In the qualitative interviews, all 11 patients stated that they did not know the term adherence [fidelity to therapy, Therapietreue], but three patients could imagine the rough sense of it. “Yes, I stick to the rules. Which I get ordered, now about the therapy, sort of… yes. I do what I should and not…. Faithful to therapy, like this. Xxx. If you now get medication to calm down, if you… have a fit. Then I would say, fidelity to therapy is really if you just take it at the right moment.” (P6). Others related it to physical therapy because in Swiss German the term “therapy” [Therapie] theoretically stands for various kinds of therapy, but is colloquially often used for physical therapy. Some patients had no idea of the meaning of the term “fidelity to therapy.” Two patients remembered that they had a talk with their health-care professionals about adherence, but the majority thought this was self-evident and that they did not need further explanations. All 11 patients declared that medication adherence was very important for them and emphasized their willingness to be adherent. As reasons they indicated that it made sense to follow the physician's directions, that they would benefit from the therapy and that they would suffer from medical consequences if they were non-adherent. One patient even stated that pharmacotherapy was existential for her. All patients who feared medical consequences of non-adherence had a history of an adverse medical event (e.g., heart attack) or suffered from a medical condition, which they had to keep under strict control (e.g., diabetes mellitus, epilepsy). “I know it [the medication] holds off a lot, when you had two heart attacks, then you know what it means to take medication. Then you really take it [the medication].” (P9). “Well, what do I want? There is nothing else for it. It only benefits me, if I take it, right? I don't want to sit in the hospital again.” (P8). Statements about adherence matched Groups A and B defined in the Safety's section. Patients from Group A were more liberal and reported that they were fine with a margin for time of medication intake. Patients from Group B were anxious about leaving out one tablet or taking one dose too late since they were sure to sense immediate consequences. “If I did not take them, I would feel it. So, I would have to go soon, most likely…, so maybe the second day at most [after missing a tablet], I would already have to go to the physician and say: ‘I don’t feel well anymore'. So yea, I would feel it.” (P10). Three patients believed that they would forget medication intake if they had to prepare the medication themselves out of the regular packaging, if the multidrug punch card was stored at a hidden place, or if there were more dosing times. Most patients who admitted that they forgot medication intake with their prior medication management system also forgot intake with the use of the multidrug punch cards, but much less than before. The visualization of the doses would reveal their omission and allow them to make up the intake. One patient had problems remembering the short-term therapy that she was managing besides the multidrug punch cards. Three patients were absolutely sure that they never forgot medication intake. Strategies to remember medication included defining an eye-catching place of storage for four patients, setting an alarm for two patients and embedding medication taking into a ritual or daily routine for four patients. All four patients who had defined a special place of storage reported always seeing it and therefore remembering medication intake. Patients who had the medication intake embedded in their daily routine told that they did not have to remember medication taking as a separate action, it was more like an automatism within their normal activities. They also did not need to control the multidrug punch cards to ensure timely intake. “It is, it's like automatic, right? When I'm sitting, having my breakfast at the table, then I just do it and then it's done. And then I put it [the medication] into the plate and the matter is settled.” (P5). “I always take all of them. I always take them how I have to, I don't have to control it.” (P9). For most patients control of intake was an additional step of safety. “But here [with the multidrug punch card] you have control after all! Here you have it, you are sure that you took the right thing [medication].” (P11). “I see it at first sight. I had it, I took it, I know it.” (P2).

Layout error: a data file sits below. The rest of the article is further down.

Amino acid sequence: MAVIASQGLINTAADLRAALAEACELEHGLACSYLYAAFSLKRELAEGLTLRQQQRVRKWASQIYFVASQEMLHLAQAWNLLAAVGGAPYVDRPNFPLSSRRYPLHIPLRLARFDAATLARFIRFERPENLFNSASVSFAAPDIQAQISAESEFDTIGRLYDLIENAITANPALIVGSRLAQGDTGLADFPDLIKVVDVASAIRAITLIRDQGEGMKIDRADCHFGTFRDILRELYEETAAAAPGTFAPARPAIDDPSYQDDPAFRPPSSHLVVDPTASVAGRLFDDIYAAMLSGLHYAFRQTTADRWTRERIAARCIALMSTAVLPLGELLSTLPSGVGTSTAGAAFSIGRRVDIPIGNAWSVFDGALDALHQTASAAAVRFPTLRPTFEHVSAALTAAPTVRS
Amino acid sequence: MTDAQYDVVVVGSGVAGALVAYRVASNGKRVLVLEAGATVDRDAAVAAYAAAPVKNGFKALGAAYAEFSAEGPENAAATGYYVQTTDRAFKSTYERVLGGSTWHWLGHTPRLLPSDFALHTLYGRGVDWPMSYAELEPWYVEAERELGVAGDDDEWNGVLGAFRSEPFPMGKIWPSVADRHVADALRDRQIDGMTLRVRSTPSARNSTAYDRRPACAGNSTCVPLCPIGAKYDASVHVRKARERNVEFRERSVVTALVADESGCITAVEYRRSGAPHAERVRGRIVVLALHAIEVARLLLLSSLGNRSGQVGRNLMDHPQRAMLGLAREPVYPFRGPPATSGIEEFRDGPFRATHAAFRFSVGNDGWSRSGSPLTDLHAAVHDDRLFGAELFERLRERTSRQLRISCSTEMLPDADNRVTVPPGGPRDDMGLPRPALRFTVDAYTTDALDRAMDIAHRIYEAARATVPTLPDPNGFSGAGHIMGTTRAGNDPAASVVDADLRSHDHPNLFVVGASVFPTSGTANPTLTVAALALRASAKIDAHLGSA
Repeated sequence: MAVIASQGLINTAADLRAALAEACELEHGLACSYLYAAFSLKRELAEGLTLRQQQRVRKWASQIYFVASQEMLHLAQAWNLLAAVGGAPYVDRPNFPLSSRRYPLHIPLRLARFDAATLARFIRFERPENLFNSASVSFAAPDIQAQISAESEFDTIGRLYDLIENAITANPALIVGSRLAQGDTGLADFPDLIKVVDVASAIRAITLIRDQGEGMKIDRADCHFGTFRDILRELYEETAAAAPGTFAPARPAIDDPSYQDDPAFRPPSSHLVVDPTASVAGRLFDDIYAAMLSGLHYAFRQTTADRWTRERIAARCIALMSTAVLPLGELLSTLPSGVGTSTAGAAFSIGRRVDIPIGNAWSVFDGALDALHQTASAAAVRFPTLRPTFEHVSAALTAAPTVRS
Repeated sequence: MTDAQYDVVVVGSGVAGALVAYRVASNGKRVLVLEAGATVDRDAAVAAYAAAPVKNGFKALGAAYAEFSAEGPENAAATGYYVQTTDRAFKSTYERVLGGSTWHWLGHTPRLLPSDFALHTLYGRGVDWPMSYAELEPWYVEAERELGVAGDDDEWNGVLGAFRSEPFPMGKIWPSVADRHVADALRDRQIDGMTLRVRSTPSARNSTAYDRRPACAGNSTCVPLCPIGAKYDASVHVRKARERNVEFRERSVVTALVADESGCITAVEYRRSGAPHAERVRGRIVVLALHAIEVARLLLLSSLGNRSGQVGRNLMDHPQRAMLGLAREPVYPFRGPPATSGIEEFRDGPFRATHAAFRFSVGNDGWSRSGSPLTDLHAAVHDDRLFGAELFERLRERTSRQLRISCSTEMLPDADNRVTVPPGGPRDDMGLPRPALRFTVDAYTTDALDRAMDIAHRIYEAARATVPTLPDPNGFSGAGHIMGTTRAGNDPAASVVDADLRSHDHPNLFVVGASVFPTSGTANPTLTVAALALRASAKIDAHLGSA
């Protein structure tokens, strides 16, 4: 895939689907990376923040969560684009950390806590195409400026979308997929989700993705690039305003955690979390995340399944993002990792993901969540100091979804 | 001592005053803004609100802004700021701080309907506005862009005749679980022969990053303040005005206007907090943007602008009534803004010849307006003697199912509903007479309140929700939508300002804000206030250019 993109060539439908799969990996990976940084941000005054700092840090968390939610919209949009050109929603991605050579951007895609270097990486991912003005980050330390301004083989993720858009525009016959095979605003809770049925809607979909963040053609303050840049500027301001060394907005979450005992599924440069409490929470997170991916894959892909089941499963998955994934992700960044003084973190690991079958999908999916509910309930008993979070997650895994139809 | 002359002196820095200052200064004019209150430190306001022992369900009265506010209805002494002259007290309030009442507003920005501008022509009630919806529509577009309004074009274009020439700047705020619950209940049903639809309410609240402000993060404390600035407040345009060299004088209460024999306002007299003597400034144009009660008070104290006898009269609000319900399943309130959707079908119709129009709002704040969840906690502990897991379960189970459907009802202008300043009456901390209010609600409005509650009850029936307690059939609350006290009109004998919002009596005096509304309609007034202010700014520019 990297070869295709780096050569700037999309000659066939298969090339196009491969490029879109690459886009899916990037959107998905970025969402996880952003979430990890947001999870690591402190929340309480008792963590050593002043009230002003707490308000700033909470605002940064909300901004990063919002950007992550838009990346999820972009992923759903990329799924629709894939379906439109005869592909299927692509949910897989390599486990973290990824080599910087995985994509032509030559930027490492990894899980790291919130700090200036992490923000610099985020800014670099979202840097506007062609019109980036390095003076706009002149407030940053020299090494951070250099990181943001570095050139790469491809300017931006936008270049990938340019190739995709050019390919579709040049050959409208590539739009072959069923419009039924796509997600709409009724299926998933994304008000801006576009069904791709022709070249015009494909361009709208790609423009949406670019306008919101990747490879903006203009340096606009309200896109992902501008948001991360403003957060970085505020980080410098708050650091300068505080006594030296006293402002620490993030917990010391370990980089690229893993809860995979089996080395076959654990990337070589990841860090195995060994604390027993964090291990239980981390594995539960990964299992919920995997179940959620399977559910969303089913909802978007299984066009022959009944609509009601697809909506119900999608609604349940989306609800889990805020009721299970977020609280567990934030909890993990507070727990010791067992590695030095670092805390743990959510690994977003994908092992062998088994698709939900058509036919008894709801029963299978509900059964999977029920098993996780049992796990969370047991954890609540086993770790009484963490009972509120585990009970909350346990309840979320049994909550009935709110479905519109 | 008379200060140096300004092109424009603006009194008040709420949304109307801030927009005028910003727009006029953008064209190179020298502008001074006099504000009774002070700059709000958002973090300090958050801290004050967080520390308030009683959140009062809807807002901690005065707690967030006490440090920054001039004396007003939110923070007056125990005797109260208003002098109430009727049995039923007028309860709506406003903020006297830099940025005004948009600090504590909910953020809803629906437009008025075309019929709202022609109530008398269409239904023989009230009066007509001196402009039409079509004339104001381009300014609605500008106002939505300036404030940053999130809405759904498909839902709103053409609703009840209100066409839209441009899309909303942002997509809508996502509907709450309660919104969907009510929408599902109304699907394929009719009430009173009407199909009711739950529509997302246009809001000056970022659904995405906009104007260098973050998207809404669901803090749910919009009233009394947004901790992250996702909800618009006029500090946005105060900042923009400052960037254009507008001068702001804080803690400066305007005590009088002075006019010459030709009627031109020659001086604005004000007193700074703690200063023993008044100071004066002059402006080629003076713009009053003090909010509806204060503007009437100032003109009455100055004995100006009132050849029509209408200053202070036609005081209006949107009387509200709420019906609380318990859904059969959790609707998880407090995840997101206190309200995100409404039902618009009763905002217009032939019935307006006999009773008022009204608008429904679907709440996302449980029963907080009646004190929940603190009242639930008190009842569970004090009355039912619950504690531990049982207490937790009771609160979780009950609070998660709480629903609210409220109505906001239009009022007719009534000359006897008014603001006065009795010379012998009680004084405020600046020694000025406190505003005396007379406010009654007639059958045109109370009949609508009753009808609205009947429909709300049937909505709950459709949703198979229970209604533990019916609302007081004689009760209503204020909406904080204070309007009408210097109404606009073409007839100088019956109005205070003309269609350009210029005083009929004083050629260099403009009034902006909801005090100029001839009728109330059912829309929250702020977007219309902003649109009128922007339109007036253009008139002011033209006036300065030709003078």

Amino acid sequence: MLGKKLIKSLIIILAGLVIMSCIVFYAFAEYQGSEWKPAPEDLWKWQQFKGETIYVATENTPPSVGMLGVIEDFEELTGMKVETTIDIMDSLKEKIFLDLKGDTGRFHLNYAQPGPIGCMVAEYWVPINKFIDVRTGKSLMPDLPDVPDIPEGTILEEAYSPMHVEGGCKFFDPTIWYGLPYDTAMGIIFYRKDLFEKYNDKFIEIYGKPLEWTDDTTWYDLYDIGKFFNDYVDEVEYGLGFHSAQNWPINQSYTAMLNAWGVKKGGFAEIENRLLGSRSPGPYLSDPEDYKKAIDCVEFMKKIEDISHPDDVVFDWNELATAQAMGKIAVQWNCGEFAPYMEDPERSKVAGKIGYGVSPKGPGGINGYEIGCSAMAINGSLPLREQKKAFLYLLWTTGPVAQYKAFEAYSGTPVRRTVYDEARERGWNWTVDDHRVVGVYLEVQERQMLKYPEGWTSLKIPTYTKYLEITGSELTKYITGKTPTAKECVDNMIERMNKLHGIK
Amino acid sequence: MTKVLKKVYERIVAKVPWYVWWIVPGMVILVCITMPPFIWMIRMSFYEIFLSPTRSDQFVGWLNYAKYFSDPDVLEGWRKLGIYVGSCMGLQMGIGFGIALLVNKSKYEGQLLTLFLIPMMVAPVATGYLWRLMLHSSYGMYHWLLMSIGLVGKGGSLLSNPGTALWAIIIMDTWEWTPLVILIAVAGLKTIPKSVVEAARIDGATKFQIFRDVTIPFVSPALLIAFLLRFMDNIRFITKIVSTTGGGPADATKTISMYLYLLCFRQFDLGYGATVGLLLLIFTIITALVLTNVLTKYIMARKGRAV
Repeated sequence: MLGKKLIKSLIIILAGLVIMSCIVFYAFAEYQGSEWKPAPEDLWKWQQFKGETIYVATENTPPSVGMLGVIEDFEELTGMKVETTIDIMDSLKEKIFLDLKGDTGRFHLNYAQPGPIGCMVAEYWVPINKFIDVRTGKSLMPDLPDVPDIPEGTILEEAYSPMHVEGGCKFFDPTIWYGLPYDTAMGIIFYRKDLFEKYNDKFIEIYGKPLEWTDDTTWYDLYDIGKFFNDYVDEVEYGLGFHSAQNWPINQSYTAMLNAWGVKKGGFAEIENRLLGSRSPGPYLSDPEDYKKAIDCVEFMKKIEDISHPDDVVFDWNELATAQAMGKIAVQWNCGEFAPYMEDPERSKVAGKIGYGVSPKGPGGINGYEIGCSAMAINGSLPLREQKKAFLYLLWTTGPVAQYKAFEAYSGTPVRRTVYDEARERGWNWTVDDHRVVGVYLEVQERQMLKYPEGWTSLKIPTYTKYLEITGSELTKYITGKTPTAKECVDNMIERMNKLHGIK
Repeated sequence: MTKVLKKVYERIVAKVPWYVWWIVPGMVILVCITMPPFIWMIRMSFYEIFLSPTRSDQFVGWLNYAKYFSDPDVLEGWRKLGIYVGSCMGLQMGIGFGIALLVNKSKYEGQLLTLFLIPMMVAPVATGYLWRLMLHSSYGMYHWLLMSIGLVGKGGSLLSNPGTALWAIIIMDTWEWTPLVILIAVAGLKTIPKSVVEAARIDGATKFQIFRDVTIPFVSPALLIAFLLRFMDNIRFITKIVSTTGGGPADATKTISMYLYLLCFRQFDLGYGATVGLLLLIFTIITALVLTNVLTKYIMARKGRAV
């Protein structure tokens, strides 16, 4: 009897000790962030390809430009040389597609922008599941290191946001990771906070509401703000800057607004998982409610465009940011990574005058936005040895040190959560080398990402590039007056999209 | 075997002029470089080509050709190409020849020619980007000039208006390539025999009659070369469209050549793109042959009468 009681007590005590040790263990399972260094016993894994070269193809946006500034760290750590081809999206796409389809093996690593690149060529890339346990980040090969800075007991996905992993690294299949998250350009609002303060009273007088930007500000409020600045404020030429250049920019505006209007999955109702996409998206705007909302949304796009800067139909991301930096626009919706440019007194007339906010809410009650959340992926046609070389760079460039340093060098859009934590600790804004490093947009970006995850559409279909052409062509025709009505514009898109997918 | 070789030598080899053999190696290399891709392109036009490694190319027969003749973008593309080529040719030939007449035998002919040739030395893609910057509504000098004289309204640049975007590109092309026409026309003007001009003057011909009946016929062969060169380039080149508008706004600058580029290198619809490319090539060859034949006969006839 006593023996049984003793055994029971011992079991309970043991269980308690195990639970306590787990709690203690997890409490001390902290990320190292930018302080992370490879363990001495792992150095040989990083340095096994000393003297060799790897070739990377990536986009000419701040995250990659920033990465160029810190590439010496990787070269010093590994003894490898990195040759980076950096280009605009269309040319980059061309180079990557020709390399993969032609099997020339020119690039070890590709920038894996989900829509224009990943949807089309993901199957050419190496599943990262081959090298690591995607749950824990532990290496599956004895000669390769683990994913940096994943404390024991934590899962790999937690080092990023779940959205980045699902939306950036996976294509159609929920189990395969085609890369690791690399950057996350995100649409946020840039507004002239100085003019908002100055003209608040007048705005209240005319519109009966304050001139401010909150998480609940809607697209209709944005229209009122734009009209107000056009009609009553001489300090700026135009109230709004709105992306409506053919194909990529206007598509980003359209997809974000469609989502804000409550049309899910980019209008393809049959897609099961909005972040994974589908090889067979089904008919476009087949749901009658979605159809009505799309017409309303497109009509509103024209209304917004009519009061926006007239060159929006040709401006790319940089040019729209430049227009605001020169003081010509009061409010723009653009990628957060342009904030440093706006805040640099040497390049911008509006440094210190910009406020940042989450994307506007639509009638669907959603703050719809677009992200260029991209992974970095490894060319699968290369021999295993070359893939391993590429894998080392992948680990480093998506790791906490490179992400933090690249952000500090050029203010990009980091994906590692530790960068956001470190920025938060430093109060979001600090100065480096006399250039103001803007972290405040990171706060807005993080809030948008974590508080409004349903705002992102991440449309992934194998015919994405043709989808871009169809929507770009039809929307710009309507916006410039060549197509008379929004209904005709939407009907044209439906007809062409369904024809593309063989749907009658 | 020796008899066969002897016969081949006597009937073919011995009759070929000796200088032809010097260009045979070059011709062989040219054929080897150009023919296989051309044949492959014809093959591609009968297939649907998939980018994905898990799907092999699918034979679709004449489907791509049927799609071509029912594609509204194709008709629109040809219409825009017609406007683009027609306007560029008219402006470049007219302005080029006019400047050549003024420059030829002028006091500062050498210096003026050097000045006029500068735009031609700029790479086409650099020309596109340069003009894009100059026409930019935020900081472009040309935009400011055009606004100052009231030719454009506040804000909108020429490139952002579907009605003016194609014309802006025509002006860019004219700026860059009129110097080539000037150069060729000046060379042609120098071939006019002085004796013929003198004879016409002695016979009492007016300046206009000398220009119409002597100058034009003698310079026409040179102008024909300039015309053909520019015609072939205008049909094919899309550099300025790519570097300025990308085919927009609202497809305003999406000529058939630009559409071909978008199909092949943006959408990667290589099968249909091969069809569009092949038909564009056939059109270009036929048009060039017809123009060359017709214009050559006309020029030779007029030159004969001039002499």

We combined quantitative and qualitative methods in an explanatory way to investigate the profile of multidrug punch card users in-depth, and the influence of the dose-dispensing aid on their adherence. Our primary care patient using multidrug punch cards reports high level of satisfaction with the multidrug punch cards, few handling difficulties and high medication safety. She/he declares currently highest medication adherence and improved adherence compared to her/his prior medication management. Our results support the assumption that unintentionally non-adherent patients represent a target population for dose dispensing aids (Cramer, 1998; Hugtenburg et al., 2013) and highlight some key variables which health-care professionals may assess while recommending multidrug punch cards to patients with polypharmacy.
The typical independent primary care patient accepting to use multidrug punch cards is over 70 years old, has a low education grade, is retired, lives alone, favors tidiness, rituals, and daily routines and is unable or reluctant to leave home. She/he trusts the health-care professionals, is a regular customer of the same community pharmacy, is motivated to conduct a healthy life and has a feeling of high necessity for medication. The association of adherence with the necessity for medication intake is well-known and has been used as an integral part of the “believes about medicines questionnaire,” an instrument to assess adherence (Horne and Weinman, 1999).